Warpaint is the first studio album from the Black Crowes inseven years — not that you can really tell. The Crowes still bangout that old-school boogie that might be three or four decades old if itwasn’t brand-new. All the obvious ingredients that fueled their 1990debut, Shake Your Money Maker, are still in place, from singer Chris Robinson’s Jagger swagger to the band’s Faces-style barroom juking. Even Robinson’s battles with his brother/guitar player Rich, apparently dormant for now, have always come straight from the Kinks’ playbook. If the Crowes are derivative, they wear that tag with pride; it’s exactly what their fans love about them.
At their best, though — when they look back beyond their classic-rock forebears and draw from the same well of American roots music that inspired all those Brits in the Sixties — the Crowes aren’t so easy to pigeonhole. Given their Southern heritage, the Robinsons and Co. have a more organic affinity for some of the styles — country, gospel — that a band likethe Stones always dressed up with a touch of irony. On Warpaint, thedriving force is the blues. The loose-limbed jangle of defining Crowes hits like “Jealous Again” shows up in the first single, “Goodbye Daughters of the Revolution,” but not too often after that. These elevensongs largely come from a place that’s darker and more hard-fought. Themood runs through the fire-and-brimstone of “Walk Believer Walk” and the dead-end setting of “Locust Street.”
Throughout the album, Robinson tells tales of loss and regret. “For a while, I was dealing in tears and powders/For a spell, I was strung out beyond my means,” he sings in “Oh Josephine,” while in the spacey, East-meets-South closer, “Whoa Mule,”he adds, “It won’t take long to sing you my song/Full of trouble and despair.” (These may not be diary entries, but his split from KateHudson clearly took a toll on the dude.) Yet Robinson counters each lament with a reminder that his life was saved by rock & roll — and he’s not afraid to use the language of the pulpit. Most literal is a jackhammer stomp through the Rev. Charlie Jackson’s “God’s Got It,” but elsewhere he sings of “redemption” and “grace,” and calls out to “jointhe jubilee.” It’s a faith that’s more familiar coming from younger musicians, but as the Crowes close in on the twenty-year mark, they now act like survivors, battle-scarred believers.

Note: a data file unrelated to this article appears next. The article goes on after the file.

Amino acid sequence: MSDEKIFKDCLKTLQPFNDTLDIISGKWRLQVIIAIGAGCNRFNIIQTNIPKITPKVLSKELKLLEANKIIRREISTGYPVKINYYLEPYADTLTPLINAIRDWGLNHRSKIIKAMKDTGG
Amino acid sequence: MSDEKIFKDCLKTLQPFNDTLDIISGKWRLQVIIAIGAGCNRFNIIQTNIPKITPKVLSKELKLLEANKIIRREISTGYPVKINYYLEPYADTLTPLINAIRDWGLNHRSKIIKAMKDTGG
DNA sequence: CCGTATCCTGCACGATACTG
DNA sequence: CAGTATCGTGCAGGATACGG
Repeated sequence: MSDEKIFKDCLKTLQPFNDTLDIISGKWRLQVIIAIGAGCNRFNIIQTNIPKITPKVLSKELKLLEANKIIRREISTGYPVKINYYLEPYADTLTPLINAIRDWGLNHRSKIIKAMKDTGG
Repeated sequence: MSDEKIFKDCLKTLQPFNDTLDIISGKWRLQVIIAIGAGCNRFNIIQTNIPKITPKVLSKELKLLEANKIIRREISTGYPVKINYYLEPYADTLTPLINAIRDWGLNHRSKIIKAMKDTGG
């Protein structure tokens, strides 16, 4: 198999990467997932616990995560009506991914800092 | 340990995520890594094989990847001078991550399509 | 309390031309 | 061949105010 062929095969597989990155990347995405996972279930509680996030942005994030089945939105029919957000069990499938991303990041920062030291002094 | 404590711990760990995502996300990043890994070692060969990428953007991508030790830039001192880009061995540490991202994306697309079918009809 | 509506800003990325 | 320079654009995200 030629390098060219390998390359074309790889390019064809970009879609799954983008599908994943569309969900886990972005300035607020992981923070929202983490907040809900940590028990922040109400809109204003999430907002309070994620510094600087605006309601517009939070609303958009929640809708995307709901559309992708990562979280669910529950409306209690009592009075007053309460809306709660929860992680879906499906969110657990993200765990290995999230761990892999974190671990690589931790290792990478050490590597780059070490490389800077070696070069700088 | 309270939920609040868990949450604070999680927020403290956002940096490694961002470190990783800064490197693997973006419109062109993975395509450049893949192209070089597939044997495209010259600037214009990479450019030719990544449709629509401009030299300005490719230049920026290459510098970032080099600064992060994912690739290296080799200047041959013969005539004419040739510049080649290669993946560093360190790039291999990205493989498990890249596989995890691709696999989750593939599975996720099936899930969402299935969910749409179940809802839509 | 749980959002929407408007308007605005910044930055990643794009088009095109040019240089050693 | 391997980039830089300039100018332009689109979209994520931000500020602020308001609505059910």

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It’s pretty ambitious stuff for a crew often dismissed as a bunch of throwback stoners; if only the writing met the challenge more consistently. Warpaint starts off strong — the first third of the album reveals some of the best range and craft of the band’s career — but songs like “We Who Seethe Deep” are just too unfocused to be memorable. “Evergreen” is a sweetly propulsive love song, but can’t Robinson do better than “Come make love in the sunshine/Come let’s share our pain”?
Most of the rough patches, though, are forgivable, because the band sounds damn good. The Crowes may have gone through so many lineup changes that their Wikipedia page has a color-coded chronological chart, but they wound up with awinning hand. The key addition is Luther Dickinson of the North Mississippi Allstars, whose slashing slide work contributes tension and intricacy all over the album. Together with new keyboard player Adam MacDougall, Dickinson and Rich Robinson give some of the songs a feelclose to those of the Allman Brothers or Derek and the Dominos. Though most of Warpaint is fairly concise — only one song exceeds the six-minute mark — the most exciting moments come when these musicians take to the hills on the extended codas of “Oh Josephine” or”Movin’ on Down the Line.”
The Black Crowes have fallen out, broken upand been written off as washed-up. Hell, these guys did their Behind the Music almost ten years ago, and Rich Robinson isn’t even forty yet.They’ve now been around as long as some of their own idols were when the Robinsons first started. But with Warpaint, for the first time in a longtime, the Black Crowes seem like a band with a future.